Will, the Tink
    Ubuntu 9.04
    N45°29’05, W122°19.20

  11. Doug miller Says:

    I’m working as a marble and granite mason- my art was in glass some years ago and I’ve friends who work stone -semi precious. A tile saw runs to hot even with water fed to the cut, and the grit is to course. I’d recommend you get a saw blade for a gem saw, mount it on a variable speed sander and cut slowly. The experianced glass cutters will cut laminated glass with a standard (little wheel) glass cutter, by scoring the glass on both sides and flexing the glass fracturing along the score lines, then cutting the plastic laminant with a knife. the edge needs polishing.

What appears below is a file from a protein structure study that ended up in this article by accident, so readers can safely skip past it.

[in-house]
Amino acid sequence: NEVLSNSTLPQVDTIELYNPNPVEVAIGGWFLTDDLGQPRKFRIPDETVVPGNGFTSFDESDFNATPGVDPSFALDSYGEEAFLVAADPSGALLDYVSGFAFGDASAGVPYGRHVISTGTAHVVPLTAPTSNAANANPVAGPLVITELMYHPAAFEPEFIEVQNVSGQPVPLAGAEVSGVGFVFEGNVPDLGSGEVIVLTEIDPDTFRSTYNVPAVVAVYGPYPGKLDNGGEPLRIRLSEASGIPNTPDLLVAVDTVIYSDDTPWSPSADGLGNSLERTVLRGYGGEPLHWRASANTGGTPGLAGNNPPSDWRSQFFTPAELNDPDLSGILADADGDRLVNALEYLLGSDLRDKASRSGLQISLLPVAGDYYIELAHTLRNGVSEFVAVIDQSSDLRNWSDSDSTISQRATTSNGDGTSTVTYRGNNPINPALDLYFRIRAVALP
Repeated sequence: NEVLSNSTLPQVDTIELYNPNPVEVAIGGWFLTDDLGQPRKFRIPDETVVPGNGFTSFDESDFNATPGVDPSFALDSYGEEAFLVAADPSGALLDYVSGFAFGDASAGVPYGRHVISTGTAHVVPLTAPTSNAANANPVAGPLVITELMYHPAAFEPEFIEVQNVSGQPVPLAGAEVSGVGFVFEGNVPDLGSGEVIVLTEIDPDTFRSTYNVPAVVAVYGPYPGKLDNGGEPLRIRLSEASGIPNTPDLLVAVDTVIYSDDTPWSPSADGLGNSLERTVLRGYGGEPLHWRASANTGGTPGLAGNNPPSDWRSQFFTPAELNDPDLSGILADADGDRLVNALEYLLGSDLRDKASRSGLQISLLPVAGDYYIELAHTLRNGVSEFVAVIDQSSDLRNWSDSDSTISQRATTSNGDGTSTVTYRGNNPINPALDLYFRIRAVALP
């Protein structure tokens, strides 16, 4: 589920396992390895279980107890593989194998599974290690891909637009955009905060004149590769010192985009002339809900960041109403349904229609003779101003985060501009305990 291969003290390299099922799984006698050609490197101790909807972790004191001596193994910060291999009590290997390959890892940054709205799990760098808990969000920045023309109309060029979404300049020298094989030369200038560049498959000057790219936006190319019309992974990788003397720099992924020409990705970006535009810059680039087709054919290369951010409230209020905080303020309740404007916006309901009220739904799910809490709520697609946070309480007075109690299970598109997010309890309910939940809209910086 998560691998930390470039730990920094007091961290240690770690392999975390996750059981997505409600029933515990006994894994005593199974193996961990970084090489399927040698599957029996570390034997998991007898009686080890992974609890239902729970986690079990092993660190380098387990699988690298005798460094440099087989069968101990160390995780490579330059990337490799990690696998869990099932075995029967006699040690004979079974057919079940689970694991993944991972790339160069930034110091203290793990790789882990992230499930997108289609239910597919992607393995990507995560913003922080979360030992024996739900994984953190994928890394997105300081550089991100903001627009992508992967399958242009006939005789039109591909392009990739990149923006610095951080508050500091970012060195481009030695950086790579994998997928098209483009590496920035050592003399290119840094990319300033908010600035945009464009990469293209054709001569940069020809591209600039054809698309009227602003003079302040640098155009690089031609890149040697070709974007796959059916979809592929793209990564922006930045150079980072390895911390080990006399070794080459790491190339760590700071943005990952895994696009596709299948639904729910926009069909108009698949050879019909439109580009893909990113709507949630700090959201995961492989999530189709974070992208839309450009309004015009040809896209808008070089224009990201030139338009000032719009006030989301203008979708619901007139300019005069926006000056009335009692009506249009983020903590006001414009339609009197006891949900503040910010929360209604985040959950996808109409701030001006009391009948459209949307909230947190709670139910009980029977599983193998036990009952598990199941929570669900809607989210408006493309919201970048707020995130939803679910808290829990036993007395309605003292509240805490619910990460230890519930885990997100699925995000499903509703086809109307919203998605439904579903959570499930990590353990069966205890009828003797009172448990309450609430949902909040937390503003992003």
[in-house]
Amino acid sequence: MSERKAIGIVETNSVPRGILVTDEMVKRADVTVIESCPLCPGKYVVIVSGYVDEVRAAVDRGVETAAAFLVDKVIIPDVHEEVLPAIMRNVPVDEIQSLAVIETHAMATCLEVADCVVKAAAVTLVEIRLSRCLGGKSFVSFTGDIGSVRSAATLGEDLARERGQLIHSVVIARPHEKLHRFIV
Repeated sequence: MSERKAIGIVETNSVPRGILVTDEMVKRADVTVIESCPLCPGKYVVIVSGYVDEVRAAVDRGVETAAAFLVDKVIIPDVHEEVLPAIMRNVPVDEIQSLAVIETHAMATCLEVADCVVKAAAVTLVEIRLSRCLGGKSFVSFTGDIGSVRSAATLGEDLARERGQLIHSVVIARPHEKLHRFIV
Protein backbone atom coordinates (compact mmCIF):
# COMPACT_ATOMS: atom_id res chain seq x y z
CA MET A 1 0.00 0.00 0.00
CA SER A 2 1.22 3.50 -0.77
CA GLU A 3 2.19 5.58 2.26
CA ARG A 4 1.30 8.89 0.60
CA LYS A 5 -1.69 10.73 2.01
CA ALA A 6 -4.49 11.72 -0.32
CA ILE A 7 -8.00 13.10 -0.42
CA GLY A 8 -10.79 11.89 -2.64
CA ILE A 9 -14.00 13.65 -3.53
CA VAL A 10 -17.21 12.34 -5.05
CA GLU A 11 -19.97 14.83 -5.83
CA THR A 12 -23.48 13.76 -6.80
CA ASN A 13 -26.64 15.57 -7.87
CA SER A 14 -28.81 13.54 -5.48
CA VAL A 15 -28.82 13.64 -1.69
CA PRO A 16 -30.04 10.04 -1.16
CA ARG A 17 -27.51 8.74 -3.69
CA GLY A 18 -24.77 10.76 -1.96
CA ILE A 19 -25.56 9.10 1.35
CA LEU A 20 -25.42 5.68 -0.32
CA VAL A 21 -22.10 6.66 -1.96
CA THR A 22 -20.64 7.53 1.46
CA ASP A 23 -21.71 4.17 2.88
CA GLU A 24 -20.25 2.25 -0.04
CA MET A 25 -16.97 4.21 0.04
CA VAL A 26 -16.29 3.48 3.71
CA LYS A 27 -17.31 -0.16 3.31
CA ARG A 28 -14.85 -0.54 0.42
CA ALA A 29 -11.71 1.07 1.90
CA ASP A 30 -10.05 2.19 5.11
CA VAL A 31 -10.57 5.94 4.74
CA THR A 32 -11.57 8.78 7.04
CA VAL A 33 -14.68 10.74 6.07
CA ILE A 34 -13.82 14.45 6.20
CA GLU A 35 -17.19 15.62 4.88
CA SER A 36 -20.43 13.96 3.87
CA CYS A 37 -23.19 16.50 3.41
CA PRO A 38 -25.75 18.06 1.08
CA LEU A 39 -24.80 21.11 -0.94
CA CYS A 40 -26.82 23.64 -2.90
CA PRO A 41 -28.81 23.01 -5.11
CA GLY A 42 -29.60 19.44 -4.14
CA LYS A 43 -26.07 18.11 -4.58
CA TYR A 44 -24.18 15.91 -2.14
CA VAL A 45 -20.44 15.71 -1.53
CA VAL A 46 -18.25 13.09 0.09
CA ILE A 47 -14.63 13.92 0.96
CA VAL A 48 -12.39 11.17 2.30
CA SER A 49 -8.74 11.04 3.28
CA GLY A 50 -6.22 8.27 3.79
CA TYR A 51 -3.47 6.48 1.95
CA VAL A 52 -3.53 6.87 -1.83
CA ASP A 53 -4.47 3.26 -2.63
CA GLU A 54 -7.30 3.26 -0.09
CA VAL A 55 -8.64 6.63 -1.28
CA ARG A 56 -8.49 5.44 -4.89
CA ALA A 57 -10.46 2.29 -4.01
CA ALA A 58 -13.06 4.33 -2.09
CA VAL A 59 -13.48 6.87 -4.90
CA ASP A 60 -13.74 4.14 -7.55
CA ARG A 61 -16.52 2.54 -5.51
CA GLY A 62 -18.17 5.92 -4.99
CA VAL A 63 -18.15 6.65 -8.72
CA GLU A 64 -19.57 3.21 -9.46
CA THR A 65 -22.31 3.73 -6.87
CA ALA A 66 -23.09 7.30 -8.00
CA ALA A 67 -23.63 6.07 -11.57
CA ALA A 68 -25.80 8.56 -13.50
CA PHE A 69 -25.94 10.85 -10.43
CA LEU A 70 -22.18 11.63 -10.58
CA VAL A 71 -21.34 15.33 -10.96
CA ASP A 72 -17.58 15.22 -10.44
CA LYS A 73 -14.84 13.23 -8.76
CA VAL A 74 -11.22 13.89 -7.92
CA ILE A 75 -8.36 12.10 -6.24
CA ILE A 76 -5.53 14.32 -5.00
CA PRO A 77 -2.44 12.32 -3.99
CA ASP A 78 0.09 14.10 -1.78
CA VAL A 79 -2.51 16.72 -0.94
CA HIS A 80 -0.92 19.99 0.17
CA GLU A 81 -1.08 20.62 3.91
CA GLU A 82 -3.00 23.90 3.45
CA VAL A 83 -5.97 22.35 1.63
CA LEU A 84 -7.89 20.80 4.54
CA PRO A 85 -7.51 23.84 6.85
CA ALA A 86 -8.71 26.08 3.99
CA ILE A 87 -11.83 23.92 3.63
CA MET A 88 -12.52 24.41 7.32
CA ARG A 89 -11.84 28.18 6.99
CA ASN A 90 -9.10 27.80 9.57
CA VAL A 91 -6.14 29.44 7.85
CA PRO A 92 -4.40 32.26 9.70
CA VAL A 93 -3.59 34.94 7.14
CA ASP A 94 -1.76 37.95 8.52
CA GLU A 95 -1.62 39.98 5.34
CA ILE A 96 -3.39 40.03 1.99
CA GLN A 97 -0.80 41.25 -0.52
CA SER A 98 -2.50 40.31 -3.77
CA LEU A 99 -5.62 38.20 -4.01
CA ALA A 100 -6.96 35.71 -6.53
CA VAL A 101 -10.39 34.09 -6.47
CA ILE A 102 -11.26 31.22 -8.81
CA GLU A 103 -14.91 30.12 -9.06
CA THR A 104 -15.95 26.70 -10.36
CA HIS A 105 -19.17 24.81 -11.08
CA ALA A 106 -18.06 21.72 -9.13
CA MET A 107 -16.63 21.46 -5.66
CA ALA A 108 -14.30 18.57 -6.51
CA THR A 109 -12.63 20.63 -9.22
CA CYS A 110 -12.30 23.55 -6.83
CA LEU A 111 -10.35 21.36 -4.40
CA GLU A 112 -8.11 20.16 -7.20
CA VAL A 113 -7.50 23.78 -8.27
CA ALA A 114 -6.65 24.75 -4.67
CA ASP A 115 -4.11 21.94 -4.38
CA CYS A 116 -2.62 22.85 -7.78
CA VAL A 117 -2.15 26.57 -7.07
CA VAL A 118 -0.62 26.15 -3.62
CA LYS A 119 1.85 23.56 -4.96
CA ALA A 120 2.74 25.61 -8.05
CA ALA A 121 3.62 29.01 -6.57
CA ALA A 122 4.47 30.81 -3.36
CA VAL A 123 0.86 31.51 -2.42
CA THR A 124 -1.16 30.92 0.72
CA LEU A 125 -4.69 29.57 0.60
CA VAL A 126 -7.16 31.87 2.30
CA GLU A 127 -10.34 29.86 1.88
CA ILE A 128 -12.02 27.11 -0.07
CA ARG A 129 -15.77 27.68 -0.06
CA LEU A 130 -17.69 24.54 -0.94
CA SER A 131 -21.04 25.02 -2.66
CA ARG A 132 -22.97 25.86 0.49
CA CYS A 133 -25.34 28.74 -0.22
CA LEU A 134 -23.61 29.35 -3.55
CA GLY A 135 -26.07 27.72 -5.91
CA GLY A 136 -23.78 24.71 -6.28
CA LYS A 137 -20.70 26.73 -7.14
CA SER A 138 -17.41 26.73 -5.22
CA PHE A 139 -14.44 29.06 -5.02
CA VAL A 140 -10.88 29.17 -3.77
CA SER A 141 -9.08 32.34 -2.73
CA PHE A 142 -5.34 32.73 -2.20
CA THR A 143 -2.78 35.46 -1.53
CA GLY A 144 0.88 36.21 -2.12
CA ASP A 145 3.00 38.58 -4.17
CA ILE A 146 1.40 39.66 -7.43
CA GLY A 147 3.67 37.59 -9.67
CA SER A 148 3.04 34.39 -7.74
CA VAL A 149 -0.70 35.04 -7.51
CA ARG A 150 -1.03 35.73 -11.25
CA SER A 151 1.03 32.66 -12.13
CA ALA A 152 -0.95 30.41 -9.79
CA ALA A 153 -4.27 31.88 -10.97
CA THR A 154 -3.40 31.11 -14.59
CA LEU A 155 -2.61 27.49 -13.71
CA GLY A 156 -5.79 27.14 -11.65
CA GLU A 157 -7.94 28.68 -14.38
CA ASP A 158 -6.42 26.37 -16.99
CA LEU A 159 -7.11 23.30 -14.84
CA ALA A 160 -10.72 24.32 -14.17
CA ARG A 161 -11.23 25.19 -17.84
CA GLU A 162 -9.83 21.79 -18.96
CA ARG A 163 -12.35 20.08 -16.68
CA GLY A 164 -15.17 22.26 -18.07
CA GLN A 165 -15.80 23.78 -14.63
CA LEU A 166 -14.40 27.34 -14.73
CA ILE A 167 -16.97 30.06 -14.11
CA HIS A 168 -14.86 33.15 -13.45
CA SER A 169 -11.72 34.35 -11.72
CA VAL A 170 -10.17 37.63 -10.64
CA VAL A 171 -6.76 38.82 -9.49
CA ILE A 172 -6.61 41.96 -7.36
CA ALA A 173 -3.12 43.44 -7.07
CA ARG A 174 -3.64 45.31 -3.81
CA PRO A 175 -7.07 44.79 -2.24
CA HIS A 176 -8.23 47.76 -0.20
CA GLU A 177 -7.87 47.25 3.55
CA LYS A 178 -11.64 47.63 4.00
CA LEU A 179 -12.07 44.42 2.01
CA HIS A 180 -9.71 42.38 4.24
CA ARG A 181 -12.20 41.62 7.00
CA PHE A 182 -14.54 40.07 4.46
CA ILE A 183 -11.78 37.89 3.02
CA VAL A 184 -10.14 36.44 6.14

12. roo Says:

    Wow, thanks for all the advice…I will try again in a few weeks!

  13. Tile Wet Saw Says:

    I hope ROOPOD is coming along nicely. Its great that there are those who value the earth like you. Good luck and the vehicle is just classy.

  14. gary krysztopik Says:

    How are things going? What’s the status of the vehicle? Hope all’s well.

  15. J Yaychuk Says:

    The windshield cracked for a few reasons, you had the heat and the vibration problem, as well as sitting it on the snow with the heat of the saw created an expansion on one side and contraction on the other. If you want to do it right, send it to a cnc waterjet. Cool temperature, you can get a perfect size cut due to import of the solidworks (SLD) file, and you can put in small radius on the corners, as well as on completion you will have a finished edge. You can do a test cut with the old windshield to see if it works well. It would be probably not much more expensive then a new saw and blade.

  16. Chad Says:

    Interesting project. I like the windshield.